Asleep on the Job
Primetime, ABC News
“That’s the reactor building,” my partner Dana Hughes said as we drove onto Pennsylvania State University’s campus. She looked down at the map. She looked up at the sign on the road. She looked down at the map again. She whispered, “This is it.”
It was about 11:15 a.m. and we had been driving for four hours. During the drive we went over our plan for the Breazeale Nuclear Reactor: Day One would be surveillance; Day Two would be a scheduled tour of the 1-megawatt reactor with low-enriched uranium.
“Let’s drive up there,” Dana said. I drove to the building.
Nader/Gonzalez: ‘Open the Debates’
The Huffington Post
In their vice-presidential debate Thursday night, Alaska Governor Sarah Palin and Delaware Senator Joe Biden ended in a veritable draw, not unlike Sens. John McCain and Barack Obama in their first presidential debate.
But what if there were a third (and fourth) candidate on the debate stage? What might he or she add to the discussion?
Former San Francisco Board of Supervisors President and Ralph Nader running-mate Matt Gonzalez said third party candidates would offer Americans more of a “clash of ideas.”
Green Party VP Candidate: ‘The Hip-Hop Community Has To Go Green’
The Huffington Post
In her acceptance speech as the Green Party vice presidential nominee in July, hip-hop activist Rosa Clemente said to applause “we can lead a nation with a microphone. Hip-hop has been that mic, but now the Green Party needs to be the power that can turn up the volume and blow the speakers out.”
Green Party Convention attendees likely knew a lot about Green Party presidential nominee and former U.S. Rep. Cynthia McKinney, but unless they knew the difference between KRS-One and Ludacris, they probably hadn’t heard of Clemente.
“The person behind the wall”: an interview with activist Ginny Apuzzo
Another Chicago Magazine
In the summer of 1969, it was illegal in most states to be gay. In New York, same-sex public displays of affection were against the law, as was wearing more than three pieces of clothing intended for the opposite sex. Members of the lesbian, gay, bisexual, and transgender communities were often harassed on the streets, and police routinely raided nightclubs where they congregated.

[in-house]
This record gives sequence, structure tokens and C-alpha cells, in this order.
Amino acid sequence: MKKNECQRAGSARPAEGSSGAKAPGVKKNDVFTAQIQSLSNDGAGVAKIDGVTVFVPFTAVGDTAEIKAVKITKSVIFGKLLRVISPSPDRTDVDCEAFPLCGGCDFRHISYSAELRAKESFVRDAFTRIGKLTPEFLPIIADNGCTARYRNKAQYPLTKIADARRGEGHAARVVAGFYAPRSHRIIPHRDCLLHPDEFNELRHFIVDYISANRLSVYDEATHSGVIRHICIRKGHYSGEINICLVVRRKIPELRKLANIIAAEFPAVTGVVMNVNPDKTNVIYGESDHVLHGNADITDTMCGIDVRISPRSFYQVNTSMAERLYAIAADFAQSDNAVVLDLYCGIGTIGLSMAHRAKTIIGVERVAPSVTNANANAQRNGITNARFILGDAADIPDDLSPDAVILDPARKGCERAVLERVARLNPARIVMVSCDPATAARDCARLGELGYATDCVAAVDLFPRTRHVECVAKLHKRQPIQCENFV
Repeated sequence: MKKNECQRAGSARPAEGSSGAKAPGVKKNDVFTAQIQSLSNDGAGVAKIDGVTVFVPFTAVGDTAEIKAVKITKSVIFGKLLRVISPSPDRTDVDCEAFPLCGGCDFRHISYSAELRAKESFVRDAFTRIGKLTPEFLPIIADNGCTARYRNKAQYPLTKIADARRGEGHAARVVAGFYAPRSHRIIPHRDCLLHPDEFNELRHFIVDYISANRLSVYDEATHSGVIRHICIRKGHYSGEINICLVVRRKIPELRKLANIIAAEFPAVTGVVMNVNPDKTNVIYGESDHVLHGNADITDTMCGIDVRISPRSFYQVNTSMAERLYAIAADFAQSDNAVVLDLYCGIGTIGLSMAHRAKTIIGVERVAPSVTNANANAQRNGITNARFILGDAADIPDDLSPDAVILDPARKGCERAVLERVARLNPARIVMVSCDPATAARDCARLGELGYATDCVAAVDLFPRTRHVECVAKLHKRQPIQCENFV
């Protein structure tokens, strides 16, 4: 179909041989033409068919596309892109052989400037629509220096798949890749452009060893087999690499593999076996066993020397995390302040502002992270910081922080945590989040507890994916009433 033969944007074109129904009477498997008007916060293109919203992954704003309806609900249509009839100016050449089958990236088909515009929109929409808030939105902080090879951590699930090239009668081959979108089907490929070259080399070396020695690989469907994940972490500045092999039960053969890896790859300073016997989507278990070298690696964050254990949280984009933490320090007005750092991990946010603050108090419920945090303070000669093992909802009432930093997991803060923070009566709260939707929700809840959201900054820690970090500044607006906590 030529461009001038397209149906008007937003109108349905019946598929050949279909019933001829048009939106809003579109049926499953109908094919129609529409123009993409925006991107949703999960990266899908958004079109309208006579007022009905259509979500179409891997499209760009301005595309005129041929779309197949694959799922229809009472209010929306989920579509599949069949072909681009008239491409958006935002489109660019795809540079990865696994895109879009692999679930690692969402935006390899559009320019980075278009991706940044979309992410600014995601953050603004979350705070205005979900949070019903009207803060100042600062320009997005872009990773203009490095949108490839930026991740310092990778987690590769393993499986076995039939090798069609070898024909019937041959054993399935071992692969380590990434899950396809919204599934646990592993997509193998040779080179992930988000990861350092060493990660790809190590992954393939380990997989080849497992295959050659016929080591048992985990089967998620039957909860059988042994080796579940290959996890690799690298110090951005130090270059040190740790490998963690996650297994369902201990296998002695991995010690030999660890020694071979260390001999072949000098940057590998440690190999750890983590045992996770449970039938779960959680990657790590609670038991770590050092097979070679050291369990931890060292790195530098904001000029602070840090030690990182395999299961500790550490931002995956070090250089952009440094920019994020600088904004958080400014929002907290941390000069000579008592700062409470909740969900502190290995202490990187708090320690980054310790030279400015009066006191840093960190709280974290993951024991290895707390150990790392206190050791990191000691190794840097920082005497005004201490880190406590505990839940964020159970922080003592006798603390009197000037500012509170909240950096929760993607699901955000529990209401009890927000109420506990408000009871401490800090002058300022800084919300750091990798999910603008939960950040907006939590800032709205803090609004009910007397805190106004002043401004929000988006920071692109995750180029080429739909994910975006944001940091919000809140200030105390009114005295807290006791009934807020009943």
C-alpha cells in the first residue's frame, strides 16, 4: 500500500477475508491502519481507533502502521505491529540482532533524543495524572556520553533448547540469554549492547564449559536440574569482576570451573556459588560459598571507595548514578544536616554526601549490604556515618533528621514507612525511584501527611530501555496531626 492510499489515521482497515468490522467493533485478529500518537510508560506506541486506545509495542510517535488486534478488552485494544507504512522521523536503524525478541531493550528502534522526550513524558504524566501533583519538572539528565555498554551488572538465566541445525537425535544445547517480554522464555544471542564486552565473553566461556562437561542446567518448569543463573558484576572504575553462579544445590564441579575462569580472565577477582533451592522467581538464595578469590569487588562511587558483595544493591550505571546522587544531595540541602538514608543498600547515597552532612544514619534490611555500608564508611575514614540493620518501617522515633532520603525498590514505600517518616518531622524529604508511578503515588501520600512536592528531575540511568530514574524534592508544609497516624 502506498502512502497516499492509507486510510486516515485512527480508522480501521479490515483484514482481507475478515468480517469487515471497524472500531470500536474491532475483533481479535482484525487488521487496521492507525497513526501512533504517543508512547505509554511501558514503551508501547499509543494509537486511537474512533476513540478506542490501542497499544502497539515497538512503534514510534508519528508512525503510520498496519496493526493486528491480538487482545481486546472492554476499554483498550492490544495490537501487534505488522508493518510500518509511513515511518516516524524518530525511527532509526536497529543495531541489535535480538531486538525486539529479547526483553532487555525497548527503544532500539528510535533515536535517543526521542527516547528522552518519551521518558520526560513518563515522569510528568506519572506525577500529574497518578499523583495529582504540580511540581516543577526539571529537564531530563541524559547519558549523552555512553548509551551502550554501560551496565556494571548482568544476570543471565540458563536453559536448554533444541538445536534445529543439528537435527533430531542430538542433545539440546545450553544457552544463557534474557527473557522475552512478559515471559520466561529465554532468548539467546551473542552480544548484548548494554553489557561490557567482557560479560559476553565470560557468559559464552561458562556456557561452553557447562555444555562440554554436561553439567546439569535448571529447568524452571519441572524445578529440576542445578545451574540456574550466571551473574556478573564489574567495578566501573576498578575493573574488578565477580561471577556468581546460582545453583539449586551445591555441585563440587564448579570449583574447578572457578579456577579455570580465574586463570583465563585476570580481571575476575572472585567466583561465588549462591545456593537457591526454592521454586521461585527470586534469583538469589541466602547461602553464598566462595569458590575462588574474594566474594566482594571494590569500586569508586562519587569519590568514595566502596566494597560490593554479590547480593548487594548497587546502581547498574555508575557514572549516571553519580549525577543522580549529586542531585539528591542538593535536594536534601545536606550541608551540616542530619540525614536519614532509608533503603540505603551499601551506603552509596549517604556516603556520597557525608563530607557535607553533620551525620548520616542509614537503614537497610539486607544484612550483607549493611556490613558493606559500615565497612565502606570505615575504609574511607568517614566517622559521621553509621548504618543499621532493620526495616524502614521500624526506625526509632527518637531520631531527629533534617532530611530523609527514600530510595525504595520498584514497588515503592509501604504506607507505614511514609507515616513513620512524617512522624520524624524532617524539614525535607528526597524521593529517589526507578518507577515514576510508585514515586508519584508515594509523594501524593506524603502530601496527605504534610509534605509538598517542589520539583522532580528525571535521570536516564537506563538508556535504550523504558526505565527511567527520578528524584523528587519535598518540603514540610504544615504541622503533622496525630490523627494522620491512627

The mafia, looking to make money off of the marginalized groups, stepped in and opened the Stonewall Inn, a gay club in Greenwich Village and one of the only nightspots that allowed dancing alongside its watered-down drinks. The raid on June 28, 1969, was not the first at Stonewall, but that early morning surprise visit was the one that ignited a riot.
Police roughed up and arrested patrons, and, for six days, Village residents and Stonewall frequenters clashed with law enforcement on Christopher Street. The uprising galvanized members of the LGBT communities to become leaders, to join forces with one another, and eventually to launch a movement that would change the course of American social, political, and economic policy.
One of those leaders is Ginny Apuzzo. She was raised in the Bronx, graduated with a BA from SUNY New Paltz and an MA from Fordham University, and would eventually go on to work in New York State government as well as the Clinton Administration. President Bill Clinton appointed her assistant to the president for administration and management, making her the highest ranking out lesbian in national government office. Apuzzo left this post in 1999 when she rejoined the National Lesbian and Gay Task Force as the first holder of the Virginia Apuzzo Chair for Leadership in Public Policy. In 2005, she was one of the founders of the Hudson Valley LGBTQ Community Center, and in 2007, Governor Eliot Spitzer appointed Apuzzo to the New York State Commission on Public Integrity, where she served through 2011. She lived for many years in Kingston, New York, before moving to Florida in 2013. She took time to speak with ACM by phone about her career before Stonewall, and how the uprising changed the course of her life.